The Catchup Effect Definition and Theory of Convergence

What Is the Catch-Up Effect?

The catch-up effect is a theory that all economies will eventually converge in terms of per capita income, due to the observation that underdeveloped economies tend to grow more rapidly than wealthier economies. In other words, the less wealthy economies will literally "catch-up" to the more robust economies. The catch-up effect is also referred to as the theory of convergence.

Key Takeaways

  • The catch-up effect is a theory that developing economies will catch up to more developed economies in terms of per capita income.
  • It is based on the law of diminishing marginal returns, applied to investment at the national level, and the empirical observation that growth rates tend to slow as an economy matures.
  • Developing nations can enhance their catch-up effect by opening up their economy to free trade and developing "social capabilities," or the ability to absorb new technology, attract capital, and participate in global markets.

Understanding the Catch-Up Effect

The catch-up effect, or theory of convergence, is predicated on a couple of key ideas.

One is the law of diminishing marginal returns—the idea that as a country invests and profits, the amount gained from the investment will eventually decline as the level of investment rises. Each time a country invests, they benefit slightly less from that investment. So, returns on capital investments in capital-rich countries are not as large as they would be in developing countries.

This is backed up by the empirical observation that more developed economies tend to grow at a slower, though more stable, rate than less developed countries. According to the World Bank, high-income countries averaged 1.6% gross domestic product (GDP) growth in 2019, versus 3.6% for middle-income countries and 4.0% GDP growth in low-income countries.

Underdeveloped countries may also be able to experience more rapid growth because they can replicate the production methods, technologies, and institutions of developed countries. This is also known as a second-mover advantage. Because developing markets have access to the technological know-how of the advanced nations, they often experienced rapid rates of growth.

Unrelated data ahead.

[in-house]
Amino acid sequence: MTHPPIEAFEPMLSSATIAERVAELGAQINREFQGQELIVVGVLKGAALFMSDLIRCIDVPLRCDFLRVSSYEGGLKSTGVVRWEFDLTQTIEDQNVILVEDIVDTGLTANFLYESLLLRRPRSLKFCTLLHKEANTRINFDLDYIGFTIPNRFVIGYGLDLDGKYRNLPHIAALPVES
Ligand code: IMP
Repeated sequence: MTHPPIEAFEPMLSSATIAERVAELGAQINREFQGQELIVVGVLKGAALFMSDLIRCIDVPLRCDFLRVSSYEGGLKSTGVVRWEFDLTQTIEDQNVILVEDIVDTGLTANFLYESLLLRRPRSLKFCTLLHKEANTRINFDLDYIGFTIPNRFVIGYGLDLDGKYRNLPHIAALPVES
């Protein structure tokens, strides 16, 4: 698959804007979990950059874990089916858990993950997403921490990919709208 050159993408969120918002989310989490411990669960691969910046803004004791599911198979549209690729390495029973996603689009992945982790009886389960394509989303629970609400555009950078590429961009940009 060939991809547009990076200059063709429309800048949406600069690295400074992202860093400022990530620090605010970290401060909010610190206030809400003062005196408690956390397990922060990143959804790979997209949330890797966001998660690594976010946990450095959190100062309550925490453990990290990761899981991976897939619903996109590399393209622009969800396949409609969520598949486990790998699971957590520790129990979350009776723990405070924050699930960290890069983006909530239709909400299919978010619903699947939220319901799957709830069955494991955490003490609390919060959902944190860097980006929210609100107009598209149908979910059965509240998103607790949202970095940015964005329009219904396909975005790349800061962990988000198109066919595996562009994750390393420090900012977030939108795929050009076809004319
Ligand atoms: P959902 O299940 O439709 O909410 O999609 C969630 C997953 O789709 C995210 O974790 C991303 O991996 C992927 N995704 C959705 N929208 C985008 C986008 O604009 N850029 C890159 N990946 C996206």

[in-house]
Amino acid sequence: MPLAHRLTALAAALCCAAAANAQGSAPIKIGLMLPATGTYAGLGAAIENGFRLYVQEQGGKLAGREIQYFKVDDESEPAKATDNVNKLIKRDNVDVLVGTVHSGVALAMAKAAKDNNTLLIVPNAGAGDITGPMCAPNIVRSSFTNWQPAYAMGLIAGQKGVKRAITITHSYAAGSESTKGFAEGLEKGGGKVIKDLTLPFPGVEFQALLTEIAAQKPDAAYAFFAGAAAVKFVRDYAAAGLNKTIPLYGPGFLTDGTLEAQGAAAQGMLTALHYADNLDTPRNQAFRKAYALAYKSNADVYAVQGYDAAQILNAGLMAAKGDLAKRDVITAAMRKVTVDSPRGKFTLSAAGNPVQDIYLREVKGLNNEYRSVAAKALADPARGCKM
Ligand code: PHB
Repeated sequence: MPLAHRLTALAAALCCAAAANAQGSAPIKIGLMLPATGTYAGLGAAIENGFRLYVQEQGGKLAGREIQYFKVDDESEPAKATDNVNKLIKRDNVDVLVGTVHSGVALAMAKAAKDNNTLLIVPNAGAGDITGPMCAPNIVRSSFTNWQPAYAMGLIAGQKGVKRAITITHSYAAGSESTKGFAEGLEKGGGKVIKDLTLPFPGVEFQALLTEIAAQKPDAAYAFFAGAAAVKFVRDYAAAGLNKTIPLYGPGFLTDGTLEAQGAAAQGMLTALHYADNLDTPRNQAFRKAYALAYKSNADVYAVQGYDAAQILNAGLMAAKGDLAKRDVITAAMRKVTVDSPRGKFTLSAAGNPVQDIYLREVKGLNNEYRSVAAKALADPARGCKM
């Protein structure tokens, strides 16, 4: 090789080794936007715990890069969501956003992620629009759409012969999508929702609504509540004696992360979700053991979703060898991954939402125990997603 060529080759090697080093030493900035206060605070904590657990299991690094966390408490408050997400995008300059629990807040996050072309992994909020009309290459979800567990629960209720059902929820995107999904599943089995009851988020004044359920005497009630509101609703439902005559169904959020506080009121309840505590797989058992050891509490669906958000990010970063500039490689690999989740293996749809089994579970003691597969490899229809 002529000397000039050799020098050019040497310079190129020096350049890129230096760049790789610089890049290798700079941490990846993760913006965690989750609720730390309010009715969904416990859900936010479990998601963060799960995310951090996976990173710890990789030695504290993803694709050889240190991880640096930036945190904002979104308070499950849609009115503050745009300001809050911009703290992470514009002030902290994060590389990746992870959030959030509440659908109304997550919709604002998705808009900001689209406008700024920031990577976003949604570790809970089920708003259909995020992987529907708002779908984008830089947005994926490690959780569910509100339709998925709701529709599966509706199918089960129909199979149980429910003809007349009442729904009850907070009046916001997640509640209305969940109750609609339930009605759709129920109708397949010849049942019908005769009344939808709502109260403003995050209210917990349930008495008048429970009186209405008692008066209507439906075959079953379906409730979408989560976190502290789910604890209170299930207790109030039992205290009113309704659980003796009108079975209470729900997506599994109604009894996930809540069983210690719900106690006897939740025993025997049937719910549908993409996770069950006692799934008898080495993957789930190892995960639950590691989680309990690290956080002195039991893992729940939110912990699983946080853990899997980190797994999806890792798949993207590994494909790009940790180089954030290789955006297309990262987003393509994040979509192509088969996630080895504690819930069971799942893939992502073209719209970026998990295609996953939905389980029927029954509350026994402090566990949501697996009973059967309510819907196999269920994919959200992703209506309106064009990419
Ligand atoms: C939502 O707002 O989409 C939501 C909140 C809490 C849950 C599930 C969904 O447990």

Limitations to the Catch-Up Effect

Although developing countries can see faster economic growth than more economically advanced countries, the limitations posed by a lack of capital can greatly reduce a developing country's ability to catch up. Historically, some developing countries have been very successful in managing resources and securing capital to efficiently increase economic productivity; however, this has not become the norm on a global scale.

Economist Moses Abramowitz wrote about the limitations to the catch-up effect. He said that in order for countries to benefit from the catch-up effect, they would need to develop and leverage what he called "social capabilities." These include the ability to absorb new technology, attract capital, and participate in global markets. This means that if technology is not freely traded, or is prohibitively expensive, then the catch-up effect won't occur. 

The adoption of high-quality institutions, especially with respect to international trade, also plays a role. According to a longitudinal study by economists Jeffrey Sachs and Andrew Warner, national economic policies on free trade and openness are associated with more rapid growth. Studying 111 countries from 1970 to 1989, the researchers found that industrialized nations had a growth rate of 2.3% per year per capita, while developing countries with open trade policies had a rate of 4.5%, and developing countries with more protectionist and closed economy policies had a growth rate of only 2%.

Another major obstacle to the catch-up effect is that per capita income is not just a function of GDP, but also of a country's population growth. Less developed countries tend to have higher population growth than developed economies. According to the World Bank figures for 2019, more developed countries (OECD members) experienced 0.5% average population growth, while the UN-classified least developed countries had an average 2.3% population growth rate.

Example of the Catch-Up Effect

During the period between 1911 to 1940, Japan was the fastest-growing economy in the world. It colonized and invested heavily in its neighbors South Korea and Taiwan, contributing to their economic growth as well. After the Second World War, however, Japan's economy lay in tatters.

The country rebuilt a sustainable environment for economic growth during the 1950s and began importing machinery and technology from the United States. It clocked incredible growth rates in the period between 1960 to the early 1980s.

Even as Japan's economy powered forward, the United States' economy, which was a source for much of Japan's infrastructural and industrial underpinnings, hummed along. Then by the late 1970s, when the Japanese economy ranked among the world's top five, its growth rate had slowed down.

The economies of the Asian Tigers, a moniker used to describe the rapid growth of economies in Southeast Asia, have followed a similar trajectory, displaying rapid economic growth during the initial years of their development, followed by a more moderate (and declining) growth rate as the economy transitions from a developing stage to that of being developed.

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  1. The World Bank. "GDP Growth (annual %)." Accessed March 30, 2021.

  2. Abramowitz, M. "Catching Up, Forging Ahead, Falling Behind." Journal of Economic History. 1986 June; 46(2): 385-406. Accessed March 30, 2021

  3. Brookings Institution. "Economic Reform and the Process of Global Integration." Accessed March 30, 2021

  4. The World Bank. "Population Growth (annual %)." Accessed March 30, 2021